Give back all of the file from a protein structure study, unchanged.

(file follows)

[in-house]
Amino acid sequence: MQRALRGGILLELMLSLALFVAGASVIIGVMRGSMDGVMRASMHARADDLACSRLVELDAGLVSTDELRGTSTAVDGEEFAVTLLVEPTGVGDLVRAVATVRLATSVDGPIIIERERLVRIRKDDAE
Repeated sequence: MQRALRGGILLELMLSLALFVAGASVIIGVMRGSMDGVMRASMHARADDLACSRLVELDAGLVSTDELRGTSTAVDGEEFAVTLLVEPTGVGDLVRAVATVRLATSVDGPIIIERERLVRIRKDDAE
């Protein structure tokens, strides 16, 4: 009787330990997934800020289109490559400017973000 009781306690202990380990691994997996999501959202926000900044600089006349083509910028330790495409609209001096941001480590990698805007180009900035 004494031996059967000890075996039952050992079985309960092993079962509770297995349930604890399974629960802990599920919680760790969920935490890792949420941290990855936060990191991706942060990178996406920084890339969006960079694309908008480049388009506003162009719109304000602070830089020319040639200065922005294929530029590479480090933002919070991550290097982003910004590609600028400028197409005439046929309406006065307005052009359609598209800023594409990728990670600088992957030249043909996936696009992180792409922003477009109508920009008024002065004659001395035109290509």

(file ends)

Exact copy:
[in-house]
Amino acid sequence: MQRALRGGILLELMLSLALFVAGASVIIGVMRGSMDGVMRASMHARADDLACSRLVELDAGLVSTDELRGTSTAVDGEEFAVTLLVEPTGVGDLVRAVATVRLATSVDGPIIIERERLVRIRKDDAE
Repeated sequence: MQRALRGGILLELMLSLALFVAGASVIIGVMRGSMDGVMRASMHARADDLACSRLVELDAGLVSTDELRGTSTAVDGEEFAVTLLVEPTGVGDLVRAVATVRLATSVDGPIIIERERLVRIRKDDAE
């Protein structure tokens, strides 16, 4: 009787330990997934800020289109490559400017973000 009781306690202990380990691994997996999501959202926000900044600089006349083509910028330790495409609209001096941001480590990698805007180009900035 004494031996059967000890075996039952050992079985309960092993079962509770297995349930604890399974629960802990599920919680760790969920935490890792949420941290990855936060990191991706942060990178996406920084890339969006960079694309908008480049388009506003162009719109304000602070830089020319040639200065922005294929530029590479480090933002919070991550290097982003910004590609600028400028197409005439046929309406006065307005052009359609598209800023594409990728990670600088992957030249043909996936696009992180792409922003477009109508920009008024002065004659001395035109290509």